In 1975, when I first encountered this painting, I was reading Linda Nochlins’ feminist texts contrasting traditional representations of women and men in western art. My take away was an irritation with how often women were represented as passive, depicted naked or nude, and how they seemed always to be agents of nature. By contrast, men were often represented by their vocations – be it knight, fisherman, carpenter, or King. For the most part, men were not represented as vulnerable with the exceptions of Christ and St. Sebastian who were often shown half-naked, dead, or pierced with arrows. The painting Man of Sorrows by Marten Van Heemskerck, created in 1532, shows a well–developed Christ with a light cloth fairly dancing around his groin. Identified by Leo Steinberg in the essay “The Sexuality of Christ in Renaissance Painting” this is a fine example of an exposed man, powerful in his vulnerability. Representations of half clothed men interest me, as they might reveal the hidden side of sexual dynamics and gender politics. The man in Acadian Light–Heavy is mostly naked but takes an aggressive, totemic stance. This great Marsden Hartley painting is not only a work of personal desire, it challenges social norms and contains mystery in the simplicity of its form. What is the place of the body in the imagination and what is its part in being human?

WaterJudith Linhares, Water, 2012, Gouache on paper, 30 x 41 inches

Tim Doud on Henri de Toulouse-Lautrec

800px-Henri_de_Toulouse-Lautrec_-_At_the_Moulin_Rouge_-_Google_Art_ProjectHenri de Toulouse-Lautrec,  At the Moulin Rouge, 1892-1895, Oil on canvas, 48 x 55 inches

I came to my artistic interests in a very particular fashion. I was born in New Bedford, Massachusetts a port town near Cape Cod. My parents married young – both had working class backgrounds and neither had an expansive knowledge of fine art. Early in their relationship, they had fuzzily romantic portraits painted of one another. I always loved those paintings; even though they were officially bad art, they were my first reference to any kind of painting, as well as, to the significance art can have in a life. My dad, a career navy machinist, bought some small replicas of Michelangelo sculptures during one of his deployments – made with a material that dissolves if it gets wet. This was the art I grew up with. When I was in middle school, we relocated to rural, central Missouri.  It wasn’t until I was a senior in high school, when the art students took a trip to the Nelson Adkins Museum in Kansas City, that I saw paintings in a museum.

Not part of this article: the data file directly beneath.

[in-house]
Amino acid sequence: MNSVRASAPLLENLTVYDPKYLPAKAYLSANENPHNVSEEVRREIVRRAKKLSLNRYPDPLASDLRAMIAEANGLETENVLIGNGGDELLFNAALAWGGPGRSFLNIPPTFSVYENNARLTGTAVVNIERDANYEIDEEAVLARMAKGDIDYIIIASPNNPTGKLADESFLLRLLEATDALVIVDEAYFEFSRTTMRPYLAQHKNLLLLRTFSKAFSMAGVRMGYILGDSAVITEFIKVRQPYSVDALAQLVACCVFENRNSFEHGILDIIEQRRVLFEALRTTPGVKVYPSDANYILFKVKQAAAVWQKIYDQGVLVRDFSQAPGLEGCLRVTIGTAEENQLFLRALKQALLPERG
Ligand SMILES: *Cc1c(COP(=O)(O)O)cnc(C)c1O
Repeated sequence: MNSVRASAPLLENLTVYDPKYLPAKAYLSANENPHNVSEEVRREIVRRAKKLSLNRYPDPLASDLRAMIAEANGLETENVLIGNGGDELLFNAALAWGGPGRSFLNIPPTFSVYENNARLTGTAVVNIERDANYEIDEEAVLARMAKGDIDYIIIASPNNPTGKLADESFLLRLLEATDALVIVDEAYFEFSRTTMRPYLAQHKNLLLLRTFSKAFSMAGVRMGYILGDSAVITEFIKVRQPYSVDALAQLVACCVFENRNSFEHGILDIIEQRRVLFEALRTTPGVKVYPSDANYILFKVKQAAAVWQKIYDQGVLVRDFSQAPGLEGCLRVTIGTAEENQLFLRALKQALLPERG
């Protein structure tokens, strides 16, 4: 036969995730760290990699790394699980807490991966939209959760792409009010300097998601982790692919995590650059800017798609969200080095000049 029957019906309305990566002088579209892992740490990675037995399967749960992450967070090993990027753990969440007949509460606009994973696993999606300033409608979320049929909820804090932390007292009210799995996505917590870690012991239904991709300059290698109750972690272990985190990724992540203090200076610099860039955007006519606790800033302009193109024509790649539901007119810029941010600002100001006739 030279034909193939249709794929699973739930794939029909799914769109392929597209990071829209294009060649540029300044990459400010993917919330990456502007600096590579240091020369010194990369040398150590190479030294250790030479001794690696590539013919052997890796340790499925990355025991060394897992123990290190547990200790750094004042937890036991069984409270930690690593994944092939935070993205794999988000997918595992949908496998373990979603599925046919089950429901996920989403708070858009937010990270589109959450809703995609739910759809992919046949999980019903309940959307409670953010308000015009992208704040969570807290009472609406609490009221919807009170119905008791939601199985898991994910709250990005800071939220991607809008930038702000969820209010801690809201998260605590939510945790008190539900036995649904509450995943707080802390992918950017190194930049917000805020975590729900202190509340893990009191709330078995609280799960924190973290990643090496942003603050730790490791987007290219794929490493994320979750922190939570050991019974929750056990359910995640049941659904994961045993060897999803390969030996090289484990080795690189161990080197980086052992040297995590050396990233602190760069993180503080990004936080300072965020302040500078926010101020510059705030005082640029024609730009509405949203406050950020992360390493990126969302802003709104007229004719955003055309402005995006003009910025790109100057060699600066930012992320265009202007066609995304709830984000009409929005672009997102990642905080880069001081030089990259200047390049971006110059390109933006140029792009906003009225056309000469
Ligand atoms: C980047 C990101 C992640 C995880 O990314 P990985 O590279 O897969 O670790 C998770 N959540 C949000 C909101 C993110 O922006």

The first paintings I ever interacted with regularly were those bought and traded in the board game “Masterpiece”. “Masterpiece”: I had covetous relationships with many of the paintings in the game but two stand out. Rembrandt’s portrait Old man with a Gold Chain with the subject’s wonderful, lumpy, black cloaked, illogical body was one and, my favorite, Henri de Toulouse Lautrec’s At the Moulin Rouge.

Masterpiece (Game)

My initial interests in At the Moulin Rouge were the large figure with an under-lit greenish face in the lower right hand corner of the painting and the dynamic composition. The scene was decadent and exotic to me as a teenager living in rural Missouri. The large figure is May Milton, a well-known dancer at the time and one of the subjects of the painting along with other notable nightclub denizens, including affluent men of different professions and the performers La Goulue and Jane Avril. The various portraits portray an insider’s view of the ostensibly bohemian nightlife and more importantly, the convergence of different lives. The painting includes a self-portrait, in the center of the composition, an important inclusion in the larger context of Toulouse-Lautrec’s work.

The work employs a compositional device used frequently by Vermeer and Degas; figures interact behind a structure (in this case a table) that separates the viewer from the action in the painting. The formal obstruction indicates something about access and makes the viewer aware of her or his position as a viewer or voyeur – standing outside of the scene. The smears of mustard yellow, dark orange and blue green paint contribute to an atmosphere that further reflect Toulouse-Lautrec’s interest in abstraction.